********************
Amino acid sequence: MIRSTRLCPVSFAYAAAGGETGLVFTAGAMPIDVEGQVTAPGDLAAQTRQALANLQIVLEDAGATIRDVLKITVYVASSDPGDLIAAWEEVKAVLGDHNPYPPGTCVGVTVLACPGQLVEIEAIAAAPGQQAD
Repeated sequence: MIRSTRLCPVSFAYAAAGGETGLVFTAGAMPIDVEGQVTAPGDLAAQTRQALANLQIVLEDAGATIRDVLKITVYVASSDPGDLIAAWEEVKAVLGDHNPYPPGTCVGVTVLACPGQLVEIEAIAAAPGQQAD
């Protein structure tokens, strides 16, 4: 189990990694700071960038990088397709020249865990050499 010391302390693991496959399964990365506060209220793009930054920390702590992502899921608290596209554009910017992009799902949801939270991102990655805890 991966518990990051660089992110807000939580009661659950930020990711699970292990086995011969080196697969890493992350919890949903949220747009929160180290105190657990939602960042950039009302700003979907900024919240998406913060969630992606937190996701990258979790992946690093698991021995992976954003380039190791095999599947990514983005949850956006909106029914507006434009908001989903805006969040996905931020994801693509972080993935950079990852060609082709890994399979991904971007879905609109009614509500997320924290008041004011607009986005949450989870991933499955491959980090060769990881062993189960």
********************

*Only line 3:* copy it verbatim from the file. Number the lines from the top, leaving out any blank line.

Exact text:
């Protein structure tokens, strides 16, 4: 189990990694700071960038990088397709020249865990050499 010391302390693991496959399964990365506060209220793009930054920390702590992502899921608290596209554009910017992009799902949801939270991102990655805890 991966518990990051660089992110807000939580009661659950930020990711699970292990086995011969080196697969890493992350919890949903949220747009929160180290105190657990939602960042950039009302700003979907900024919240998406913060969630992606937190996701990258979790992946690093698991021995992976954003380039190791095999599947990514983005949850956006909106029914507006434009908001989903805006969040996905931020994801693509972080993935950079990852060609082709890994399979991904971007879905609109009614509500997320924290008041004011607009986005949450989870991933499955491959980090060769990881062993189960």